Former CIA Director And Defense Secretary Says CIA Tried, But Failed, To Do Economic Espionage

from the this-doesn't-make-the-us-look-any-better dept

US intelligence officials still seem to think that there's some big distinction between the kind of intelligence work the US does versus the kind that other countries do. US officials time and time again claim that they don't do "economic espionage" -- even though it's pretty clear that they do it, just through indirect means (i.e., while they don't hand trade secrets over to companies, they're certainly using economic information to impact policy and trade discussions).

Former Defense Secretary and CIA boss Robert Gates continued this sort of tone deaf line of thinking from US intelligence defenders by claiming that French intelligence downloads the contents of laptops from businessmen visiting Paris:
"There are probably a dozen or 15 countries that steal our technology in this way,” Gates said in an interview the Council on Foreign Relations posted online Thursday. “In terms of the most capable, next to the Chinese, are the French — and they’ve been doing it a long time.”

Gates, who was also director of the Central Intelligence Agency in the first Bush administration, said that when he talks to business audiences, he asks, “How many of you go to Paris on business?’ Hands go up. ‘How many of you take your laptops?’ Hands go up. ‘How many of you take your laptops to dinner?’ Not very many hands.”

“For years,” Gates said, “French intelligence services have been breaking into the hotel rooms of American businessmen and surreptitiously downloading their laptops, if they felt those laptops had technological information or competitive information that would be useful for French companies. France has been a mercantilist country — the government and business have operated hand in hand — since the time of Louis XIV.”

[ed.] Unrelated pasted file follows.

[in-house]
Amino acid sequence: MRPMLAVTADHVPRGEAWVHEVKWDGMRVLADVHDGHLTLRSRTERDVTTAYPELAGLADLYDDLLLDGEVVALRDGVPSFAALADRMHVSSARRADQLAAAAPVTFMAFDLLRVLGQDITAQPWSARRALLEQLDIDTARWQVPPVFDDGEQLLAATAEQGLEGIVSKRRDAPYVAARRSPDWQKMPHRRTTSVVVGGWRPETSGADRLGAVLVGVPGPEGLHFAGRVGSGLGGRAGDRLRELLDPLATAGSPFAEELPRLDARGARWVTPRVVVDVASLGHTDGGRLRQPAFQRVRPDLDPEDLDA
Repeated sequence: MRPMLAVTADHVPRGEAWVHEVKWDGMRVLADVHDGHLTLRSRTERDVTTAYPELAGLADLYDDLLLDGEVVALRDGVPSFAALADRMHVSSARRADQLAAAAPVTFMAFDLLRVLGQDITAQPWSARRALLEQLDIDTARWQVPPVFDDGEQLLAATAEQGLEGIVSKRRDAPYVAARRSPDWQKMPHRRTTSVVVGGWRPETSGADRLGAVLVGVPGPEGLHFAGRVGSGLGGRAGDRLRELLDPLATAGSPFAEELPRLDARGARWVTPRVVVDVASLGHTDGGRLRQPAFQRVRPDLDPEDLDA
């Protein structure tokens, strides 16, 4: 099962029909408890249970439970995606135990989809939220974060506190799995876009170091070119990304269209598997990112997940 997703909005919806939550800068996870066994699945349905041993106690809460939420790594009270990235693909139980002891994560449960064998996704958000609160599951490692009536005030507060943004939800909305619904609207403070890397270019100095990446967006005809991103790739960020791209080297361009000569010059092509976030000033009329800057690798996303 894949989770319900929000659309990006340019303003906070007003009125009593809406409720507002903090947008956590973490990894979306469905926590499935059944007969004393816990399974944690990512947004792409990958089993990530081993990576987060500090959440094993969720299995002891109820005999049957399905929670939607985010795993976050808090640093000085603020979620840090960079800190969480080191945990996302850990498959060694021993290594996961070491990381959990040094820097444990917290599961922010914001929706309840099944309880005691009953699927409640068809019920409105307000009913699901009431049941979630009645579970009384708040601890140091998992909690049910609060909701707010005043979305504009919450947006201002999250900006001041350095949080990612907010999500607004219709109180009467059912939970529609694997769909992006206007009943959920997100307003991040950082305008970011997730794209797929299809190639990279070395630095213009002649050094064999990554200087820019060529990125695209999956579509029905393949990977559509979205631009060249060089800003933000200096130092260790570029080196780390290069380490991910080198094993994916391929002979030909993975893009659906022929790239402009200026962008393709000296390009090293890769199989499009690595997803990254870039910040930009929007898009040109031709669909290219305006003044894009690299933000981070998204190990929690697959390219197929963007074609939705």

Throwing everyone else under the bus does nothing to make the US and the NSA's activities any better, and it's bizarre that intelligence officials seem to think they have the moral upper hand here. Almost no one sees it that way. They just look petty.

Even more bizarre: for all of Gates' talk about how the US doesn't do economic espionage... he then basically admits that he tried to do exactly that and failed:
But despite his attempt to work with, in his words, five or six commerce secretaries, “I never could get one of them interested in being the facilitator of getting that kind of CIA information to American companies. So this is something we don’t do."
Uh... he says "this is something we don't do" while admitting that he tried to do exactly that. He was just stymied by whoever was Commerce Secretary. If a more... permissive Commerce Secretary were in the job, it would be a very different story, now wouldn't it? In fact, this is a pretty major admission. For all the talk of "we don't do that," what Gates really means is "we tried to do economic espionage, and we would do economic espionage, if we could."

Suddenly, the moral high road doesn't look so high.

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  1. identicon
    Anonymous Coward, 27 May 2014 @ 11:12am

    Re:

    It's actually grammatically sound, despite being nonsense.

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